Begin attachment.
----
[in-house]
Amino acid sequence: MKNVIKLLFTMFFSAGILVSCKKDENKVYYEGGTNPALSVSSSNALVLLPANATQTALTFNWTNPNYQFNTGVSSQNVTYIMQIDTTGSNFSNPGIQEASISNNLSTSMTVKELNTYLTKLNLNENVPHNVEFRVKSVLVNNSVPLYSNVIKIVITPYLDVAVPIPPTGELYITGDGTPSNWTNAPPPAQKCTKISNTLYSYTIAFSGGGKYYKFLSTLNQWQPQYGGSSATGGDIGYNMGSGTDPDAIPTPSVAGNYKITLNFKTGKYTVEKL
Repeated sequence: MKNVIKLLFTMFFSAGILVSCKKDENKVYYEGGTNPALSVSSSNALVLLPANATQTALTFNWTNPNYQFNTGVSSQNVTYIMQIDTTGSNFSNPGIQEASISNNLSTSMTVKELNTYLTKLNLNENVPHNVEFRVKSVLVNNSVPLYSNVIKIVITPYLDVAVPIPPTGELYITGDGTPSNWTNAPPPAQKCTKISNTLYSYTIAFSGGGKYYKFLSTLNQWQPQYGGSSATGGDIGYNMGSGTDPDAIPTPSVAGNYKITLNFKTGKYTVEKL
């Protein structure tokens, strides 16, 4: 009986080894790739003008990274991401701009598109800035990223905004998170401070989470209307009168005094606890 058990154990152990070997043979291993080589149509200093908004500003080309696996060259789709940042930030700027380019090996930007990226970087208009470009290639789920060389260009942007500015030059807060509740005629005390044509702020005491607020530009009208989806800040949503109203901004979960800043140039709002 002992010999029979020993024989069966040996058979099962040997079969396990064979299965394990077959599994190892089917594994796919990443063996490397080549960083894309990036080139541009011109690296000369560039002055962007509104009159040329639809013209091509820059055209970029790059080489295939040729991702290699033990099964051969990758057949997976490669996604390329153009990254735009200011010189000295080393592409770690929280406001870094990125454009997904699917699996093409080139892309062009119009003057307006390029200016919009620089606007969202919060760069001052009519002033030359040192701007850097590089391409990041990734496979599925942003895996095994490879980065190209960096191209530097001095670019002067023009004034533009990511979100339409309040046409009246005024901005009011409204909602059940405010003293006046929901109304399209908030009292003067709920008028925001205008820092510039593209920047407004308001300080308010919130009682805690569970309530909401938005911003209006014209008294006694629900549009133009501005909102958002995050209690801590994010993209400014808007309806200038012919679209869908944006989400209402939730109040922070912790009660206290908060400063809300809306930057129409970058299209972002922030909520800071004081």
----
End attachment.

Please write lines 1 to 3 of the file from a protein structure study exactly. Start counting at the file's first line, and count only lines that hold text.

[in-house]
Amino acid sequence: MKNVIKLLFTMFFSAGILVSCKKDENKVYYEGGTNPALSVSSSNALVLLPANATQTALTFNWTNPNYQFNTGVSSQNVTYIMQIDTTGSNFSNPGIQEASISNNLSTSMTVKELNTYLTKLNLNENVPHNVEFRVKSVLVNNSVPLYSNVIKIVITPYLDVAVPIPPTGELYITGDGTPSNWTNAPPPAQKCTKISNTLYSYTIAFSGGGKYYKFLSTLNQWQPQYGGSSATGGDIGYNMGSGTDPDAIPTPSVAGNYKITLNFKTGKYTVEKL
Repeated sequence: MKNVIKLLFTMFFSAGILVSCKKDENKVYYEGGTNPALSVSSSNALVLLPANATQTALTFNWTNPNYQFNTGVSSQNVTYIMQIDTTGSNFSNPGIQEASISNNLSTSMTVKELNTYLTKLNLNENVPHNVEFRVKSVLVNNSVPLYSNVIKIVITPYLDVAVPIPPTGELYITGDGTPSNWTNAPPPAQKCTKISNTLYSYTIAFSGGGKYYKFLSTLNQWQPQYGGSSATGGDIGYNMGSGTDPDAIPTPSVAGNYKITLNFKTGKYTVEKL